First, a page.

Wai-te-Ata Press

Past Events

Conferences

THATCamp Wellington 2013

Date: 28 November 2013

Time: 8.30 am

Venue: Railway Station, Pipitea Campus, Victoria University of Wellington

The Humanities and Technology Camp is an open, informal unconference where people come together to make connections, learn new skills and discuss opportunities and challenges. To find out more visit THATCamp W13

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Courses

Artistic Printing

Date: 26–30 January 2015

Time: 9.00 am

Event: Australasian Rare Books Summer School
Course tutors: Marty Vreede, Senior Lecturer in Printmaking, Quay School of the Arts, Whanganui and Sydney Shep, Reader in Book History and Director of Wai-te-ata Press, VUW
Venue: Wai-te-ata Press, Victoria University, Wellington, New Zealand

A 5-day, jointly-taught, advanced letterpress studio exploring innovative techniques in contemporary printmaking as well as looking back to the nineteenth-century artistic printing movement. This course is tailored for practicing letterpress printers who will work with the tutors in advance to scope out a programme to satisfy their needs.


For more information visit the RBSS 2015 website

Geographic Information Systems for Digital Humanities

Date: 26–30 January 2015

Time: 9.00 am

Event: Australasian Rare Books Summer School
Course tutor: Ian Gregory, Professor of Digital Humanities, Lancaster University, UK
Venue: Kelburn campus, Victoria University, Wellington, New Zealand

This 5-day course offers an introduction to the theory and practice of using Geographic Information Systems (GIS) in the digital humanities. The course will be relevant to all humanities researchers who are interested in the geographies that their sources may hold, or whose research questions are geographical in nature. You will have an opportunity to work on your own data and participate in a group project. We do not assume any familiarity with GIS although a good level of general competence with computers is helpful.


For more information visit the RBSS 2015 website

History of Cartography/Maps

Date: 26–30 January 2015

Time: 9.00 am

Event: Australasian Rare Books Summer School
Course tutor: Julie Sweetkind-Singer, Assistant Director of Geospatial, Cartographic and Scientific Data & Services, Stanford University Libraries, Stanford University
Venue: Victoria University of Wellington and National Library, Wellington, New Zealand

This 5-day course is designed to provide a general overview of the history of maps as well as their use in modern day teaching and research. No previous experience is necessary. Topics will include:

  • The production and use of maps
  • The rise of the map trade in Europe and America
  • The role of maps as cultural and social objects
  • The wide variety and types of maps produced
  • Conservation issues
  • The role of museums and libraries as stewards of the content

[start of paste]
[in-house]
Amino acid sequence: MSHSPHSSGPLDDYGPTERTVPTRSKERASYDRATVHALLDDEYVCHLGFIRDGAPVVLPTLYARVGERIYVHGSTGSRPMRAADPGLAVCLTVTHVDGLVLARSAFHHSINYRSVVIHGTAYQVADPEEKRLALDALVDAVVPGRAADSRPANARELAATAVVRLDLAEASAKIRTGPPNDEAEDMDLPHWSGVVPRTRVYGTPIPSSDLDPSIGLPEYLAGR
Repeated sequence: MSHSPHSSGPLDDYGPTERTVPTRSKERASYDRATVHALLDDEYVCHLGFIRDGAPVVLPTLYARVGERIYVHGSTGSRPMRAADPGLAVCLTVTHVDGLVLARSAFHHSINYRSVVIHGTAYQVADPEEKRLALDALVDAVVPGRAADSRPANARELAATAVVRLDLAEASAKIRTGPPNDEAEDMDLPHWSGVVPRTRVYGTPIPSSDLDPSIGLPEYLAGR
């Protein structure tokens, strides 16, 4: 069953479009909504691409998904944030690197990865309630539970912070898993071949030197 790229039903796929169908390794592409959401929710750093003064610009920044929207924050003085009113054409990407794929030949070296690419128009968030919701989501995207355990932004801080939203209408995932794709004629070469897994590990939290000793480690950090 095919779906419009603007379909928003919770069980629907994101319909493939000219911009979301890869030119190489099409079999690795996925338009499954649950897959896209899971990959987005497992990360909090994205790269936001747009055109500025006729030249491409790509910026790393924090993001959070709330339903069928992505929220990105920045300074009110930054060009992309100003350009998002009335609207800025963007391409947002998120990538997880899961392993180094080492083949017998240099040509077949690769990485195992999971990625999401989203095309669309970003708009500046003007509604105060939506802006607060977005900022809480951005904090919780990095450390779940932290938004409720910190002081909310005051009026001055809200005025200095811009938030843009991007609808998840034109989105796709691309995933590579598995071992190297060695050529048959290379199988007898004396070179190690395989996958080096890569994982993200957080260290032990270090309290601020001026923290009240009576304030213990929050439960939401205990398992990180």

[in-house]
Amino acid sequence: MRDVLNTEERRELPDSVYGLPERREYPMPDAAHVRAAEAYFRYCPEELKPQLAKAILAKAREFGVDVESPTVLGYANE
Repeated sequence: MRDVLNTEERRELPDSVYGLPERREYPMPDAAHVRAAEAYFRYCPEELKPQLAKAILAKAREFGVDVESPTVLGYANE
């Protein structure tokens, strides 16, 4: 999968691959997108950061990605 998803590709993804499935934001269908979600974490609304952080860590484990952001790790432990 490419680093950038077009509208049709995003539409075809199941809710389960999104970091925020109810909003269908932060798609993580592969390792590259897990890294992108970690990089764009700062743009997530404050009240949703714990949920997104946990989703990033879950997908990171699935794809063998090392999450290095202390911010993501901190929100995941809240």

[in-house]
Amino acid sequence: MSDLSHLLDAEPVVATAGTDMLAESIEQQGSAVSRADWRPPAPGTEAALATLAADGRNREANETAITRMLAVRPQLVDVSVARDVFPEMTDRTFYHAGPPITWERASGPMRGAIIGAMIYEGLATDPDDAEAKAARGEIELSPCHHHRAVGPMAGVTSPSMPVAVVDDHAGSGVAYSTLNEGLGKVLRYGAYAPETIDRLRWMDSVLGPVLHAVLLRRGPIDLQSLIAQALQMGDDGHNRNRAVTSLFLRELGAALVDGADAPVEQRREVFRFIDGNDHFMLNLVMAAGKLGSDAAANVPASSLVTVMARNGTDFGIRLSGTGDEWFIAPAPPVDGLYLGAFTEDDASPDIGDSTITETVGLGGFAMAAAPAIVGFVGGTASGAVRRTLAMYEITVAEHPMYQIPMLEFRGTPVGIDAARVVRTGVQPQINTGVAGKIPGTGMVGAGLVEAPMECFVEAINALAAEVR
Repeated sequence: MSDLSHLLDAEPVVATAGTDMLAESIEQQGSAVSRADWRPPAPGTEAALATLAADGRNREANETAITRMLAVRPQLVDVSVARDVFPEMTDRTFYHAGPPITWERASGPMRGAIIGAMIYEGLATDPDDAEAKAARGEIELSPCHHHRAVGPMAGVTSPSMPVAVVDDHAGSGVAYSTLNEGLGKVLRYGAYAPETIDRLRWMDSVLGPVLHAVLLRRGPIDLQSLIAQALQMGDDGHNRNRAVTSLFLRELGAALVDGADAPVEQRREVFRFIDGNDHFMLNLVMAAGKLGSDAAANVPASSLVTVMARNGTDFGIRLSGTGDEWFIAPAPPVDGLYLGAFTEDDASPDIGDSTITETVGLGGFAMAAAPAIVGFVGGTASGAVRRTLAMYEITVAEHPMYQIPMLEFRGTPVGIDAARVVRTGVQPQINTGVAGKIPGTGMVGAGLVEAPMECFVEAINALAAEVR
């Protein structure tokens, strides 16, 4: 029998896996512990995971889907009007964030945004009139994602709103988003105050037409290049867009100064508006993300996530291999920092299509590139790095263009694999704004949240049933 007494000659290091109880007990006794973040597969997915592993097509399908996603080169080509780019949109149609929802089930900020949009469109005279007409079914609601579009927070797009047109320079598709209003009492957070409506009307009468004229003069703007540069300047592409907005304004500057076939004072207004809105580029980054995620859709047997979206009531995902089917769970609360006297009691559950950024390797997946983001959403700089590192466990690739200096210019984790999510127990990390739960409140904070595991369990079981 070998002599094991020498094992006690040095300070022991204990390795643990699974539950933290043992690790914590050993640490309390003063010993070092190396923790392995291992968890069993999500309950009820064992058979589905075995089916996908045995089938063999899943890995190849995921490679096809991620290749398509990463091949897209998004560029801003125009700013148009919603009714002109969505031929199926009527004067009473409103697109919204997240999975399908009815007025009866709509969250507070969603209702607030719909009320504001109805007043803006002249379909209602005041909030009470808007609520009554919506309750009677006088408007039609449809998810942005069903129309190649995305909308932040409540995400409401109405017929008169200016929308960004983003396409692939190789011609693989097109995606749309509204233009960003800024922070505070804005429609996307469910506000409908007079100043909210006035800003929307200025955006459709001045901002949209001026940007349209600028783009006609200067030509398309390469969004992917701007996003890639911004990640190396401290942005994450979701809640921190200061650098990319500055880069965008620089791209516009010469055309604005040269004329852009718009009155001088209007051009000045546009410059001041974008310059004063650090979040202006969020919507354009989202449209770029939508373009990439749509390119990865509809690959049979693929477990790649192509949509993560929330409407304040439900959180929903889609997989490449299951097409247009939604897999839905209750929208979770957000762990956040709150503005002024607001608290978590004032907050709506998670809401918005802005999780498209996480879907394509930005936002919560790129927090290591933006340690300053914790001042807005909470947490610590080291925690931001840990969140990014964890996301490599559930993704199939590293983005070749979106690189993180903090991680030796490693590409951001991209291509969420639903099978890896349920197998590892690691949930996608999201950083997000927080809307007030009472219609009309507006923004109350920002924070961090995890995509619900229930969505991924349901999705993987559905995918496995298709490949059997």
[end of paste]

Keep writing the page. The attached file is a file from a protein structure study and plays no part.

For more information visit the RBSS 2015 website

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Public Lectures

D.F. McKenzie Lecture

Date: 22 March 2012

Time: 5.30 pm

Venue: Hunter Council Chamber

Leslie Howsam  

Professor Leslie Howsam, University of Windsor, CANADA delivers the 2012 McKenzie Lecture entitled:

New Zealanders of the Mind:
Using McKenzie’s Methods to Study Macaulay’s Readers

D. F. McKenzie has inspired a generation of book historians in various disciplines with his capacious concept of a “sociology of texts.” Drawing on his own experience of the Wai-te-ata Press and research in archives, McKenzie identified as “printers of the mind” some 18th century workers who did not exist outside the imagination of scholars who inferred their existence from limited evidence. He documented their labour processes as printers working in a social network with other book people. Leslie Howsam applies these ideas to the study of history, and in particular to the question of how readers received Thomas Babington Macaulay’s History of England and other contemporary works in an age of empire. One sort of imagined New Zealander could be inferred from references in school histories to “wild” and “savage” people; another was produced by Macaulay’s own evocation of a visitor from the distant colonial future, who would be to modern Britain what a Victorian was to ancient Rome.

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Workshops

Hackfest: Visualising Correspondence Networks

Date: 2–3 September 2013

Time: 8.30 am

Venue: Kelburn campus, Victoria University

The recent availability of digitized letters, diaries, and journals has opened the door to new ways of data-mining, analyzing and visualizing the often complex, multi-person, multi-sited social networks embedded in texts. This two-day workshop explores the field of network analysis as it relates to historic correspondence.

eResearch and NZ-RED

Date: 2–3 December 2011

Time: 9.00 am

Venue: AM 103 and virtually via the KAREN network

The NZ-RED project is being launched with a two-day workshop on the occasion of the visit of the UK-RED team and the official hand-over of the Reading Experience Database project software. We are bringing together various eResearch experts and subject specialists to help share resources and build project capability.

Read more >>

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